A life out of sync
Reviewed by Charandeep Singh

House Rules
By Jodi Picoult.
Hachette India. Pages 532. Rs 595.

A perfect potboiler for a typical Bollywood movie, this book Makes one draw an analogy with My Name is Khan, in which Shah Rukh Khan suffers from Asperger's syndrome. The main protagonist of the book is Jacob Hunt, an 18-year-old autistic boy, who suffers from Asperger's. But what Jodi Picoult has been able to tell the world about the character suffering from autism, Karan Johar hasn't been able to justify. The movie is now in pale in comparison to the riveting account that Picoult presents in her book.

Set in suburban America, the book gives a vivid account as to how the life of all the members of a family gets affected if you have an autistic child. Overall, Picoults research is impeccable as she deals with charged questions about Aspergerís and autism quite deftly. This intriguing book has been aptly titled House Rules, as the entire set up of the house is to be adjusted as per the needs of the autistic child. The author has dealt with this fact at length. Like all other autistic children, Jacob Hunt has only one special focus areaóforensics. Out of his interest, he sometimes lands up from nowhere at the crime scenes and in the process is convicted of murder of his special social skills tutor, Jess Ogilvy.

Bearing the brunt of the differently-abled child are his mother, Emma, and his younger brother, Theo. Though Jacob has an above-average intelligence, he is neither socially responsive nor socially communicative. Over indulgence on Jacob leaves Theo neglected and this in return has a debilitating effect on his psyche.

Emma being a single parent has to manage the dwindling finance of the house. Also, she is supposed to give fawning attention to the requirements of Jacob, and in the process, Theo starts indulging in small-time thefts. He has to bear with the whims and fancies associated with his brotherís disorder. There are certain interesting anecdotes in the book, like the food prepared in the house has to be of a particular colour on a particular day, e.g., on Monday it is all yellow, Tuesday all green and so on. Jacob cannot tolerate the sight of orange colour and he also dislikes women with loose hair. As a result, Emma always has her hair tied up. The book can be seen and enjoyed from two different angles: One, it is a murder mystery and second, it peeps into the life of people suffering from Aspergerís syndrome. The book has an easy narration with chapterisation being quite distinct. Each chapter, which is narrated by a specific character, shifts the focus and tries to bring in a new point of view. Of the various characters in the book, apart from Jacob, his attorney Oliver Bond is impressive with his courtroom antics and a bohemian approach to life. And he stands out for sure.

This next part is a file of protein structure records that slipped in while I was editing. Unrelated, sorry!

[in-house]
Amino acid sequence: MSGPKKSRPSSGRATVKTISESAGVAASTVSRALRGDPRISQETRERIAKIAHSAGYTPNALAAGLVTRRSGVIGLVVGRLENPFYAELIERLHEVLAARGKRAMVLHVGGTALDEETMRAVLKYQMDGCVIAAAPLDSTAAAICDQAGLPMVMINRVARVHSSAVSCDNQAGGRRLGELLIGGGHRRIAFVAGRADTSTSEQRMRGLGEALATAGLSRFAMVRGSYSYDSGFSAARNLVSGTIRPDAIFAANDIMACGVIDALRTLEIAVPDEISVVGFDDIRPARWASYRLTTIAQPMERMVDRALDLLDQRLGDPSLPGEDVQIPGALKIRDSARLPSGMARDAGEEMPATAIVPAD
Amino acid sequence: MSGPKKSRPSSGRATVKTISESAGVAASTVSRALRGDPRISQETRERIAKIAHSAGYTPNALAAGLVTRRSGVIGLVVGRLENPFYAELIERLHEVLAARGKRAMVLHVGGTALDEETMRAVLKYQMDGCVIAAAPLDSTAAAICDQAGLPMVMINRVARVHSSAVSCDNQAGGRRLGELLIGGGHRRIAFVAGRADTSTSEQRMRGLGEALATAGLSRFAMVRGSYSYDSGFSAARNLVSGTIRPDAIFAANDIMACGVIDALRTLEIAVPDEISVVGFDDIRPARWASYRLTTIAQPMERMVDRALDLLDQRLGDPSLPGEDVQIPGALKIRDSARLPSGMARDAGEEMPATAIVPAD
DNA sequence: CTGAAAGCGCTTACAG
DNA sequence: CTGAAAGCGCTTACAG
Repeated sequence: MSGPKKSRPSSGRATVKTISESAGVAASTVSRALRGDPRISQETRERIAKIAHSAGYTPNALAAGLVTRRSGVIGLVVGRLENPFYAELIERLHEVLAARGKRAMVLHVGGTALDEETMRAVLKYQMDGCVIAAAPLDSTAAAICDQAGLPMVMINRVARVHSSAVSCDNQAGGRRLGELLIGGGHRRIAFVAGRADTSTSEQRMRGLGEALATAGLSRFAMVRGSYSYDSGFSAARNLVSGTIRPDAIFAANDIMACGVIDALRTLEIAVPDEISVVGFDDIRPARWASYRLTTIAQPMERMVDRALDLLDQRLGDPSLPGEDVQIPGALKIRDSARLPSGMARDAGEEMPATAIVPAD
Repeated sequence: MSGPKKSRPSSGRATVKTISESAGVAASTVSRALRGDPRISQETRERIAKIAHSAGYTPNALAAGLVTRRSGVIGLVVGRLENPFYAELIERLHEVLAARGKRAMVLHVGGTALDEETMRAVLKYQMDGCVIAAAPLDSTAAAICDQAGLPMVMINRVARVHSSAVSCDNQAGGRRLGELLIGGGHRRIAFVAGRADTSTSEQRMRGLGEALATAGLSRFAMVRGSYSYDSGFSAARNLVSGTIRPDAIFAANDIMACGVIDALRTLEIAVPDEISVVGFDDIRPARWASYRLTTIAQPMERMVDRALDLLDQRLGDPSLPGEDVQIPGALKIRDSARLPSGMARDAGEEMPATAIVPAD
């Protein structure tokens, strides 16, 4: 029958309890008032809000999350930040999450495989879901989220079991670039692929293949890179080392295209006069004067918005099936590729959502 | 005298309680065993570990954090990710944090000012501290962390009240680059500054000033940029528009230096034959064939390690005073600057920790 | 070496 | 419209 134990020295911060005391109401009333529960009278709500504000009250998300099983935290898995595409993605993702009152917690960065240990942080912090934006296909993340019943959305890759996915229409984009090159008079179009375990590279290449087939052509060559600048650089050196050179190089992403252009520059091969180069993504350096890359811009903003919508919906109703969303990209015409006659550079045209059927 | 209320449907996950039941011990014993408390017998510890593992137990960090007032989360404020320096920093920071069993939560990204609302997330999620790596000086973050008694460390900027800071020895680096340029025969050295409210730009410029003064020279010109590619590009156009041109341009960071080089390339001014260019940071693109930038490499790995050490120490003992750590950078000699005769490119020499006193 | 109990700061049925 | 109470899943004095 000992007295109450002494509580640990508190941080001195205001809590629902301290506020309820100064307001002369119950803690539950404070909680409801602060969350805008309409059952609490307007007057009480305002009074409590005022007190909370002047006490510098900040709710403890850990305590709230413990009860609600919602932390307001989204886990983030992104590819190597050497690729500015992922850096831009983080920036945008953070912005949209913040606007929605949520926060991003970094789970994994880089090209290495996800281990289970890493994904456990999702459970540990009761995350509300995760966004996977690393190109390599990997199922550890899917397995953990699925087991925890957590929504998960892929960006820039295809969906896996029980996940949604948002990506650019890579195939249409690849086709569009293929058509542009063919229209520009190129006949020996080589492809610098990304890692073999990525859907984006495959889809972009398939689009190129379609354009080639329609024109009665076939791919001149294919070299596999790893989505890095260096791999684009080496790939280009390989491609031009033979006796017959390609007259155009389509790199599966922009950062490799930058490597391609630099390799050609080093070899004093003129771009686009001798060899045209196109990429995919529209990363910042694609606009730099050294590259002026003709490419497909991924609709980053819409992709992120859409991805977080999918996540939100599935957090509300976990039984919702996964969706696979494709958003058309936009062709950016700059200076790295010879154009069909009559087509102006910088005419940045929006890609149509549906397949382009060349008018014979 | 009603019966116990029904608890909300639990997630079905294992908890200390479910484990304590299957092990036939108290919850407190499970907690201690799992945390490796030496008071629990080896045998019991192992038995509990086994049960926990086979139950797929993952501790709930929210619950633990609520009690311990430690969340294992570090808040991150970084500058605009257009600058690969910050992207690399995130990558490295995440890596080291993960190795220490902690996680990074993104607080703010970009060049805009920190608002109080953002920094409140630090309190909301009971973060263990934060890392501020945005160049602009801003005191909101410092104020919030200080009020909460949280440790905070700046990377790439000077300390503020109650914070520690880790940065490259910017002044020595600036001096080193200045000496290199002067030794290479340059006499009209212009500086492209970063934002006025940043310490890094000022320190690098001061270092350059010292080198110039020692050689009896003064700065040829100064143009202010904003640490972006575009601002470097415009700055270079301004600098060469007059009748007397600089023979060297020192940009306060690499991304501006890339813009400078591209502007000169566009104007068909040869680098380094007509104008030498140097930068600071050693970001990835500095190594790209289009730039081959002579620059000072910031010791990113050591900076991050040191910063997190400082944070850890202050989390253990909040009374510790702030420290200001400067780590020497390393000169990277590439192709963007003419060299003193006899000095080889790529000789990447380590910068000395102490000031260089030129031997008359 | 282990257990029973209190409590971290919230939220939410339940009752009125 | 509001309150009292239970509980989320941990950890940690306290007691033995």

Picoult comes across as a novelist with a vice-like grip on his subject. Though at times the main plot seems to drift away, it is all woven beautifully across a single labyrinth in the end. Like in her previous works, this time as well Picoult has chosen a complex issue of Aspergerís as the theme of her book. The books brings out a very stark picture as to how the differently-abled people are looked up in our society and at times even in the court of law also.





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